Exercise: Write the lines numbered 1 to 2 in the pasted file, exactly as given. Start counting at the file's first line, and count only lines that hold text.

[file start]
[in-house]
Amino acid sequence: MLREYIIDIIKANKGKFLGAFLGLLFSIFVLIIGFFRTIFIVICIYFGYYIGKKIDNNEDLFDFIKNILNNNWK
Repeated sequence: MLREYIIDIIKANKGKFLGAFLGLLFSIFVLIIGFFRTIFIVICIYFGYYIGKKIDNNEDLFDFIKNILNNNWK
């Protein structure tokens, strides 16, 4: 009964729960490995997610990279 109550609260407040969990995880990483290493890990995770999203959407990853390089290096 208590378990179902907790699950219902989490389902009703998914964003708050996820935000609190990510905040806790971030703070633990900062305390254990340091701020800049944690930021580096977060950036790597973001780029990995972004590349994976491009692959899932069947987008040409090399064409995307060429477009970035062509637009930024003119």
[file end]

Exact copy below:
[in-house]
Amino acid sequence: MLREYIIDIIKANKGKFLGAFLGLLFSIFVLIIGFFRTIFIVICIYFGYYIGKKIDNNEDLFDFIKNILNNNWK